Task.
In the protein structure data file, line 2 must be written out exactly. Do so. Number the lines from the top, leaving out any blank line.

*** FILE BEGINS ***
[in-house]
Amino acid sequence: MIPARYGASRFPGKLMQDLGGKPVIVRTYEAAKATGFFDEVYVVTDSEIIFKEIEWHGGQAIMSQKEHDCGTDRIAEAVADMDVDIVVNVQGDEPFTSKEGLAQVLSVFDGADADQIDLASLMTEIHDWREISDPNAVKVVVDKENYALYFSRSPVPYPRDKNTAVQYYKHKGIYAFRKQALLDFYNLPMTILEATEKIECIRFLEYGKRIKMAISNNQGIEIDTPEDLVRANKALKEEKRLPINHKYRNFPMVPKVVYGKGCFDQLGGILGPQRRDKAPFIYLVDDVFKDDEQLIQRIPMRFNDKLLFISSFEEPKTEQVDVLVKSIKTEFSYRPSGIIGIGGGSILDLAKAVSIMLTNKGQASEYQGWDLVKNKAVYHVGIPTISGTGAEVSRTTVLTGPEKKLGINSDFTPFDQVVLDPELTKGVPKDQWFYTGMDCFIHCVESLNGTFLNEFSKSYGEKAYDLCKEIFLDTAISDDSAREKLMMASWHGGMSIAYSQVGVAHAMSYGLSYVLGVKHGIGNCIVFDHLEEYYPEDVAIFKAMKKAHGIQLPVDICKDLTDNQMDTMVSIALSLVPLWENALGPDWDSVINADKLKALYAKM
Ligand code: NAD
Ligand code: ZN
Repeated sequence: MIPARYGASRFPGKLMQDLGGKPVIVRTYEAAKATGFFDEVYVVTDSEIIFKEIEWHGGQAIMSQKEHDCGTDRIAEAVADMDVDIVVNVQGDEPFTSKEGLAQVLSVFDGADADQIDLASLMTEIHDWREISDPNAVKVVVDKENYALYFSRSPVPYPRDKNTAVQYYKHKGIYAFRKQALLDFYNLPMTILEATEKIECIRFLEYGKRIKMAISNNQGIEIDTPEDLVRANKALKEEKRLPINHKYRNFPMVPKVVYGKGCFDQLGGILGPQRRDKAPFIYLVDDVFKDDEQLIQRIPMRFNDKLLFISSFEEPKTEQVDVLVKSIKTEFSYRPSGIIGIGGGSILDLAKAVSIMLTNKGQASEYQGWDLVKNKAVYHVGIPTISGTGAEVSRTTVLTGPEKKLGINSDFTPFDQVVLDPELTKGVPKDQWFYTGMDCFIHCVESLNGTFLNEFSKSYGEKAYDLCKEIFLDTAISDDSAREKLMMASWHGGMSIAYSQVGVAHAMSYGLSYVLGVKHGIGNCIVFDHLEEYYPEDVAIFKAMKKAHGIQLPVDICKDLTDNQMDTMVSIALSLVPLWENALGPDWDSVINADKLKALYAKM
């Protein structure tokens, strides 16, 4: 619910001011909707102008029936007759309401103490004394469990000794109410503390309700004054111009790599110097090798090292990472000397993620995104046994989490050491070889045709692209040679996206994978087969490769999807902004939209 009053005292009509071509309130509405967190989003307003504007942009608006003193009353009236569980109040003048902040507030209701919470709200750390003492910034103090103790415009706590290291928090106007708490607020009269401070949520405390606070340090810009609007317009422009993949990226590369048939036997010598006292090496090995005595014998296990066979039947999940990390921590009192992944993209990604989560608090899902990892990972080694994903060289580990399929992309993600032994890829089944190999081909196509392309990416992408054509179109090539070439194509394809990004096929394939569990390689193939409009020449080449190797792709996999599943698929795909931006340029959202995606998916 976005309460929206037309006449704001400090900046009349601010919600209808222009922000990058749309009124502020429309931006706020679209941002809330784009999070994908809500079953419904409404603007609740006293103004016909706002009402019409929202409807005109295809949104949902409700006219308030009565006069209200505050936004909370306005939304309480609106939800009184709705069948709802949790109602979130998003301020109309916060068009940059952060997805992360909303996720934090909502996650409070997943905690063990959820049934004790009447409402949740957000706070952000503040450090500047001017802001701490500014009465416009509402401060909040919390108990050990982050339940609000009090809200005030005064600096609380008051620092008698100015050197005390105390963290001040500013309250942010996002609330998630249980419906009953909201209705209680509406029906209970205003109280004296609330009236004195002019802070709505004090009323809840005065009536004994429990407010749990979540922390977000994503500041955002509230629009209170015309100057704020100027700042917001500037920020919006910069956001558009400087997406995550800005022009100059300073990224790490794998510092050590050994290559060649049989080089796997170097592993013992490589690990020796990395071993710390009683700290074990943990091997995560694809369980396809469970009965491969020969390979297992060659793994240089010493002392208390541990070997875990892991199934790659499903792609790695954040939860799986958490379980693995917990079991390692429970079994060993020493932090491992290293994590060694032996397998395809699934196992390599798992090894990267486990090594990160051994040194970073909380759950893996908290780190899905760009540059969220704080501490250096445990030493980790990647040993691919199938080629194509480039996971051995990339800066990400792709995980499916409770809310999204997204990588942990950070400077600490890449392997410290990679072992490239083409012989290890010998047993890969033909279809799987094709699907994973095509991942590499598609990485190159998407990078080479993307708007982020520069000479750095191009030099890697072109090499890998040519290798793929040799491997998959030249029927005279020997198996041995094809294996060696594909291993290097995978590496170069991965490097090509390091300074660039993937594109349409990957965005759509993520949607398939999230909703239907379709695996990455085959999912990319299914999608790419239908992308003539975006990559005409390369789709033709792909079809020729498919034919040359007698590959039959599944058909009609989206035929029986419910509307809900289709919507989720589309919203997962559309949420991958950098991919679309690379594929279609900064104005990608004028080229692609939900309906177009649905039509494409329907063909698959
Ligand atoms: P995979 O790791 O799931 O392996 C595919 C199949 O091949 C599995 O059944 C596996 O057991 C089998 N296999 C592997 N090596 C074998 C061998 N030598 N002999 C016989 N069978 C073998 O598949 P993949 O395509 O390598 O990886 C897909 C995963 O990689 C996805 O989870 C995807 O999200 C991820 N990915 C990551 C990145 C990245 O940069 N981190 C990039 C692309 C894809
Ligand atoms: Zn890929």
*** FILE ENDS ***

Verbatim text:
Amino acid sequence: MIPARYGASRFPGKLMQDLGGKPVIVRTYEAAKATGFFDEVYVVTDSEIIFKEIEWHGGQAIMSQKEHDCGTDRIAEAVADMDVDIVVNVQGDEPFTSKEGLAQVLSVFDGADADQIDLASLMTEIHDWREISDPNAVKVVVDKENYALYFSRSPVPYPRDKNTAVQYYKHKGIYAFRKQALLDFYNLPMTILEATEKIECIRFLEYGKRIKMAISNNQGIEIDTPEDLVRANKALKEEKRLPINHKYRNFPMVPKVVYGKGCFDQLGGILGPQRRDKAPFIYLVDDVFKDDEQLIQRIPMRFNDKLLFISSFEEPKTEQVDVLVKSIKTEFSYRPSGIIGIGGGSILDLAKAVSIMLTNKGQASEYQGWDLVKNKAVYHVGIPTISGTGAEVSRTTVLTGPEKKLGINSDFTPFDQVVLDPELTKGVPKDQWFYTGMDCFIHCVESLNGTFLNEFSKSYGEKAYDLCKEIFLDTAISDDSAREKLMMASWHGGMSIAYSQVGVAHAMSYGLSYVLGVKHGIGNCIVFDHLEEYYPEDVAIFKAMKKAHGIQLPVDICKDLTDNQMDTMVSIALSLVPLWENALGPDWDSVINADKLKALYAKM